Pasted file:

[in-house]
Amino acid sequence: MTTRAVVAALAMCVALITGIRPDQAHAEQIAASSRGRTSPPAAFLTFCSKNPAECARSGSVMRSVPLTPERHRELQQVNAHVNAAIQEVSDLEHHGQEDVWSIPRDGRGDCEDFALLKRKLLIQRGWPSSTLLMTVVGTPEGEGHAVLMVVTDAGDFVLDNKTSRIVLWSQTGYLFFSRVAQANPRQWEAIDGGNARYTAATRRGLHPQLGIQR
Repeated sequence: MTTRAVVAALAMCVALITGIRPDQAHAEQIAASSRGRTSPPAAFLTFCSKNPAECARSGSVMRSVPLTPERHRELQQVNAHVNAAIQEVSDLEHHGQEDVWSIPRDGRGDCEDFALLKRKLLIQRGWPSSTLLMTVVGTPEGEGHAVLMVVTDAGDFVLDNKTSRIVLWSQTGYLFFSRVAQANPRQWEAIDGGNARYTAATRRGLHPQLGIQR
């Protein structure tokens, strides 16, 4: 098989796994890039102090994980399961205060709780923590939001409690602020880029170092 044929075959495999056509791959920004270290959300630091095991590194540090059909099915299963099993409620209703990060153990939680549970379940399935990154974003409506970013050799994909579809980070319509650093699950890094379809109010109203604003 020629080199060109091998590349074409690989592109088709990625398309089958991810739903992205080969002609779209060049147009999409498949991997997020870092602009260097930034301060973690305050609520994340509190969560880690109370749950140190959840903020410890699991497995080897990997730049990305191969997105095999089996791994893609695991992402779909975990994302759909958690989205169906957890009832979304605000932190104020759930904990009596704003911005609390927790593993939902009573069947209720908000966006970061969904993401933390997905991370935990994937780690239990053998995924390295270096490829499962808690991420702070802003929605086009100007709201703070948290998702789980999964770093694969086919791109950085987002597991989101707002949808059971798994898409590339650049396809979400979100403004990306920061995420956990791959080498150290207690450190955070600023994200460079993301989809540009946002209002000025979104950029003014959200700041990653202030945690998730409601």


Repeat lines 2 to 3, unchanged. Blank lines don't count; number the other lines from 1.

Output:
Amino acid sequence: MTTRAVVAALAMCVALITGIRPDQAHAEQIAASSRGRTSPPAAFLTFCSKNPAECARSGSVMRSVPLTPERHRELQQVNAHVNAAIQEVSDLEHHGQEDVWSIPRDGRGDCEDFALLKRKLLIQRGWPSSTLLMTVVGTPEGEGHAVLMVVTDAGDFVLDNKTSRIVLWSQTGYLFFSRVAQANPRQWEAIDGGNARYTAATRRGLHPQLGIQR
Repeated sequence: MTTRAVVAALAMCVALITGIRPDQAHAEQIAASSRGRTSPPAAFLTFCSKNPAECARSGSVMRSVPLTPERHRELQQVNAHVNAAIQEVSDLEHHGQEDVWSIPRDGRGDCEDFALLKRKLLIQRGWPSSTLLMTVVGTPEGEGHAVLMVVTDAGDFVLDNKTSRIVLWSQTGYLFFSRVAQANPRQWEAIDGGNARYTAATRRGLHPQLGIQR